I was warned in guidebooks and by expats of all the swindles and thievery that goes on in Romania to the point of pre-trip apprehension. People everywhere we went were totally honest in every transaction. As a grand finale on our last day, I left a $100 Canadian along with $5 US dollars and a pair of Oakley sunglasses under the rental's seat. The third party car cleaner/finder relayed the cash and glasses through 3 sets of hands back to me
The natural scenery and national parks of these countries is comparable to anywhere else in the world and makes it difficult to believe you are in crowded Europe. The timber, mineral and tourist potential is enormous. Serbia's Vojvodina province is perfect, flat black soiled farmland and an important food grower.
I would like to return to the Balkans, starting with something like the Exitfest.org an electronic music fest that was started to protest the Serbian nationalist Milosevic in 2000. It has evolved into an acclaimed, electronic music and arts fest and just so happens to play much of what is on my iPod to. It takes place in the fortress overlooking Novi Sad and that setting seems ideal with its acreage of tiered lawns and spectacular views.
From here a trip through the southern reaches of Serbia and into Montenegro then travel the Black Sea coast up to Moldovia and north Transylvania all via motorcycle.
These nations offer a low cost adventure holiday into the remnants of communism, an area rich in history and culture as all of Europe is but at a 50% discount. The people are genuinely interested in where you come from and how you live back in your own homeland. Of course this interest is proportionate to how far off the beaten tourist tracks you are. In the heavily tourist-ed zones you get the same jaded zombie service employees you'd find in places like Prince Edward Island or Orlando.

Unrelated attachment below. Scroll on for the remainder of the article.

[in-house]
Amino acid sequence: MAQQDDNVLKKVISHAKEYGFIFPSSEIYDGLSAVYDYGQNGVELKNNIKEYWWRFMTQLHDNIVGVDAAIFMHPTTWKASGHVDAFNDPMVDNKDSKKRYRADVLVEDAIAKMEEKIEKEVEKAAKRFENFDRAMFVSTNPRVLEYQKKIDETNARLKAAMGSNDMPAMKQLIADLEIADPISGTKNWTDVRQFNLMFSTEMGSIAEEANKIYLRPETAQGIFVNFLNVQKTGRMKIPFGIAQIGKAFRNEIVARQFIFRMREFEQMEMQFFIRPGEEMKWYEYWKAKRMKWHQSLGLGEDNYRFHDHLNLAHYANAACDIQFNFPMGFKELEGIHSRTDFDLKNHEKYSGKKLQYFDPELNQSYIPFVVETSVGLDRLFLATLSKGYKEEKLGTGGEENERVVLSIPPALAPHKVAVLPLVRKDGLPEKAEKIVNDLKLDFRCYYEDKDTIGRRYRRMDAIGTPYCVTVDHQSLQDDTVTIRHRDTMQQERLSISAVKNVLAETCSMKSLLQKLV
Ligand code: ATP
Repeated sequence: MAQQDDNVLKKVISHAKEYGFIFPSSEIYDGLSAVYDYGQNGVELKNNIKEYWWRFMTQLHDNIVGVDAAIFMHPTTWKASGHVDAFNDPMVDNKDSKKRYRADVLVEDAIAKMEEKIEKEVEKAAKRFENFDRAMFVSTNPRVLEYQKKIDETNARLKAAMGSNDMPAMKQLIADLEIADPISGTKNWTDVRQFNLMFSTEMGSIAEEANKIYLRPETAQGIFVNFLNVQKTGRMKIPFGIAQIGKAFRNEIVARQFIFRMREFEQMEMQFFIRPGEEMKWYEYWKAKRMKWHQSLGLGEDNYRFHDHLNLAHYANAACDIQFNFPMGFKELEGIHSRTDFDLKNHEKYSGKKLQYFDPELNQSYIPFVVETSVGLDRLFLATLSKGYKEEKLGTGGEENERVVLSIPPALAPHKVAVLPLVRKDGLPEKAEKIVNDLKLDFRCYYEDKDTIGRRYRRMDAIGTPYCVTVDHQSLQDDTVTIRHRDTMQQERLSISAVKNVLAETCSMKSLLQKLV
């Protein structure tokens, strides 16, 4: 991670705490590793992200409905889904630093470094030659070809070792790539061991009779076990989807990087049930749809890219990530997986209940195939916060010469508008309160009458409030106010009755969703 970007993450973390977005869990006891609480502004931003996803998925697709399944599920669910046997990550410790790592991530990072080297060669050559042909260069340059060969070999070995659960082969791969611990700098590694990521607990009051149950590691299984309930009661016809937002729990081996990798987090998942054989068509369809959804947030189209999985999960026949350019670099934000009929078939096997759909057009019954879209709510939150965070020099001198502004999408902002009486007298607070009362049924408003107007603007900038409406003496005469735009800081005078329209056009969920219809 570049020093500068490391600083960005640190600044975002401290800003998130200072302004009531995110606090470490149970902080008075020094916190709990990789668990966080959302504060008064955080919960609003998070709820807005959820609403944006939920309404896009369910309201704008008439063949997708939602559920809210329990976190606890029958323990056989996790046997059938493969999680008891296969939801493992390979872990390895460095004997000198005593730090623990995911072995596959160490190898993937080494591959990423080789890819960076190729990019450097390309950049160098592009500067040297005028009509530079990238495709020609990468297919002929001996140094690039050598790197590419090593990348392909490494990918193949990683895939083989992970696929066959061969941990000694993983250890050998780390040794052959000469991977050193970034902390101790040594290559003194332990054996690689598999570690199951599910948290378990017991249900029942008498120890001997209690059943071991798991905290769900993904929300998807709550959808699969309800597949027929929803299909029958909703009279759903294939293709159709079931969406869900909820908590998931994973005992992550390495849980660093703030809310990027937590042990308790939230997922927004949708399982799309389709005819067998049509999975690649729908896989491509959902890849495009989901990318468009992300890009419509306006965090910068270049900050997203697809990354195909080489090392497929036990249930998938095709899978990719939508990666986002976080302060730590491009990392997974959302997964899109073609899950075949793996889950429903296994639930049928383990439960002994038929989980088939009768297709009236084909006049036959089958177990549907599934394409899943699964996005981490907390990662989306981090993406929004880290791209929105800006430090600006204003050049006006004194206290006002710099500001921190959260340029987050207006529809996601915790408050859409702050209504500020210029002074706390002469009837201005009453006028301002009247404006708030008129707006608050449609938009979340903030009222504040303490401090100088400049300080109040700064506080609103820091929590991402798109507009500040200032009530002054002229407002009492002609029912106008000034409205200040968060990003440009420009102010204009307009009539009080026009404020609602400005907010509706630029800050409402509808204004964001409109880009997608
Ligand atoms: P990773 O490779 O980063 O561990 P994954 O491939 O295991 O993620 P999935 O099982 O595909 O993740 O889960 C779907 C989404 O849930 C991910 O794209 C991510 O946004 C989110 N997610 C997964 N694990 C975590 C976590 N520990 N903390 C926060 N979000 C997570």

My aunt likely summed it up best when she said you'd better hurry up and do your motorcycle tour, you're not getting any younger. While I am on the subject, my aunt and mother did very well on this trip for a couple of 70ish ladies. Most their age would not have attempted this.
People here seem to have a real optimistic spark for their future in spite of some of the tough challenges they face. I see good things for this part of the world as ex-pats return to live and bring their foreign capital and skills back. Much of the population is highly educated as many communist countries placed a high priority on education and training and this bodes well for economic development. Make no mistake about how tough it is though. Things are cheaper, yes but when you are making 200-300 Euros per month, day to day living stress is shall we say increased. In spite of limited budgets for many everywhere you travel in the cities of the Balkans people make the effort to dress fashionably and just look good. These folks have figured out how to stretch every last Dinar or Lei.
Alas the world is a big place and there is much to see. I don't know when I will get back to the Balkans, if ever, but this trip was important to me to see my roots and reconnect with my aunt and mother.
This blog was started on a spur-of-the-moment idea to allow friends and family to follow our trip.
The results have exceeded all expectations with over 2000 unique web hits from 14 different countries and I thank all who were interested enough to follow my amateurish attempts at documenting our journey.
I do intend to keep the blog alive for a bit longer as I have some personal wine reviews to publish for the Christmas season so stay tuned..